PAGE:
2018 Ride to the Dalton – Day 1


Day’s distance: 352 miles

Clear skies and temperatures in the mid 50s greeted me this morning. I pulled out just after 7am.



My route out of Seattle, taking I-5 north, is mostly counter-commute except around Everett, near the Boeing plant. Traffic was fast moving this morning and I landed in Sedro-Woolley for breakfast before 9am.

Breakfast was fine but I was too excited to eat much.

I reached the North Cascades National Park just after 10am.


The road is in good shape, though a few frost heaves are lurking in the curves . Soon I was at Diablo Lake.


At Diablo Lake, a gentleman introduced himself and asked how I liked the RT. Tom, it turns out, has ridden since he was young and growing up in Orange County. As a teen, he was hiding his riding from the parents, avoiding their disapproval. He still has one motorcycle but doesn’t ride anymore. We talked for about 10 minutes before I returned to the road.

Washington Pass was clear and sunny.



What a wonderful Day 1 morning and preview of the amazing moutain scenery in store for me over the next several weeks.

I stopped at the Rocking Horse Bakery in Winthrop for lunch.


Both the Quinoa salad and the latte were very good. The bakery reminded me of some in Santa Cruz with a bit of a hippie vibe. Usually I eat at Three Finger Jacks Saloon but wanted something lighter today.

I’ll take my jacket liner out before hitting the road again – it is plenty warm enough now.

Just east of Twisp, where Hwy 153 splits off and heads south, the road surface had lots of slippery tar snakes. Fortunately, the worst of it lasted only a few miles.

Hwy 20 joins Hwy 97 as I turn north towards Tonasket. That section of Hwy 97 is not that interesting. Turning east at Tonasket, traffic drops to almost nothing again as I make my way through flatter ranch lands.


Soon I’m in the Colville national forest and climbing towards Sherman Pass  this part of Hwy 20 is called the Sherman Pass Scenic Byway.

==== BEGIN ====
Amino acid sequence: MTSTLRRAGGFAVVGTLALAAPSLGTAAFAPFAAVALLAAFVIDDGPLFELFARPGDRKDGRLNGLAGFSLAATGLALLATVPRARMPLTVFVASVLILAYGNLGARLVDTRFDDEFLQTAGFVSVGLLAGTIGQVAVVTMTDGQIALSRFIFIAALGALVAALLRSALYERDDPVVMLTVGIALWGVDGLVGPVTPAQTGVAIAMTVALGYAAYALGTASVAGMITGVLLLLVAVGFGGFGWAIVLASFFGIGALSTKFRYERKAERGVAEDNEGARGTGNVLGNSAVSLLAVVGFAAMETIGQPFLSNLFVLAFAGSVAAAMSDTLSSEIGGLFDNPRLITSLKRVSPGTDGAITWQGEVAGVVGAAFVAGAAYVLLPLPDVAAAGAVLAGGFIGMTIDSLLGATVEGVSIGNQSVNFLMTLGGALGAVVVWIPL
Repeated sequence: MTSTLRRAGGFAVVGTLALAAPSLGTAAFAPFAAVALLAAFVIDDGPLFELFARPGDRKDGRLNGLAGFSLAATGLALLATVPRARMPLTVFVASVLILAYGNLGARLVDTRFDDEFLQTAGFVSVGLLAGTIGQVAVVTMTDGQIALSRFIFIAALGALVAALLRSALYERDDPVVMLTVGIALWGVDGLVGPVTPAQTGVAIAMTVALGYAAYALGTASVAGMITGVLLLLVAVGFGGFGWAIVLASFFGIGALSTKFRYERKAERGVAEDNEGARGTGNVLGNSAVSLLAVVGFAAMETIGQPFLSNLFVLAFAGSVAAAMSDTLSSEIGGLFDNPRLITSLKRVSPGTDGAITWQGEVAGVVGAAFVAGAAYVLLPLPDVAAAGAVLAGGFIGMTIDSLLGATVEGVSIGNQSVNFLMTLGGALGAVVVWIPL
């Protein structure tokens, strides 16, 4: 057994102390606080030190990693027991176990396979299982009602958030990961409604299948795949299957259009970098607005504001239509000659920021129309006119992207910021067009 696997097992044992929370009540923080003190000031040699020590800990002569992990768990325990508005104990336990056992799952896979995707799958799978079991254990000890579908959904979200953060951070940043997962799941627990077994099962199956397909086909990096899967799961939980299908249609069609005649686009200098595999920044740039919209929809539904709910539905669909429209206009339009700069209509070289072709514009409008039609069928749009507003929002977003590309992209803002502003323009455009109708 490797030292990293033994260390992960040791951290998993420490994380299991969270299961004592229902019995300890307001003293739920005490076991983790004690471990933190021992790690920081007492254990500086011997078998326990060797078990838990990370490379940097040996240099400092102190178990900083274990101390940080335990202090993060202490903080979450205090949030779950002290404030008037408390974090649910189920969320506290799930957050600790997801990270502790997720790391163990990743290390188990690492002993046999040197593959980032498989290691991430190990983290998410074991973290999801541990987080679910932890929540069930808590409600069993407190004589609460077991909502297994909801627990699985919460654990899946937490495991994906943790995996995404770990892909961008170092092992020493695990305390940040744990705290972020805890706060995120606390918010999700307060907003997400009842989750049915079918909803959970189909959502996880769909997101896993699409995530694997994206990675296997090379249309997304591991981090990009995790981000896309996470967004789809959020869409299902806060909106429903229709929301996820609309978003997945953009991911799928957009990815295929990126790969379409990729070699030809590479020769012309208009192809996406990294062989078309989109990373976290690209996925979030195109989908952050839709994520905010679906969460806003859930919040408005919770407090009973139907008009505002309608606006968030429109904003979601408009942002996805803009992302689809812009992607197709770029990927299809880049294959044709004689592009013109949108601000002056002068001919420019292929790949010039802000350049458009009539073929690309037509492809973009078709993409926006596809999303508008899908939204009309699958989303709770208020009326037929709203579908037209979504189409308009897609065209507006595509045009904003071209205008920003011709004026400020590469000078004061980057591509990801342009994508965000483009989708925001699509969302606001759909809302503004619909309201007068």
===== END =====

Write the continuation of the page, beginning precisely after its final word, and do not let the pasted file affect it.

Without the snow covered peaks, Sherman Pass is nice but not as dramatic as Washington Pass.

On reaching Kettle Falls, I stopped at Taco Joe’s (inside the Natural Foods Store) for a burrito before heading to the campground.

Many sites here are first-come, first-served. I had many choices.


Tomorrow, I have a shorter ride to Ainsworth Hot Springs along Kootenay Lake. I will likely arrive a few hours before check-in but they allow use of the hot springs pools until the room is ready.



Regular readers of the blog know that I don’t like strapping stuff to the back seat when I travel. However, I usually end up strapping my sandals in case they are wet or dirty. This trip, I’m bringing a second layer of rain gear. I purchased some Frogg Toggs to wear over my riding gear for heavy rains in an attempt to avoid getting wet and cold miles from nowhere. Specifically, I purchased the Road Toad jacket and pants.

To avoid the possibility of the metal tangs on my bungee net ripping my Frogg Toggs, I bought a fabric “bag” designed to store the Frogg Toggs and I am using Rok straps for this trip. I’ll let you know how they work out.

I’m also trying a new location for the GoPro – behind the wind screen. If successful, it will be convenient to be able to record photos or video of my route while staying out of the path of bugs fowling up the lens. The issue so far is it is very shaky there, so I’m trying to better secure it.




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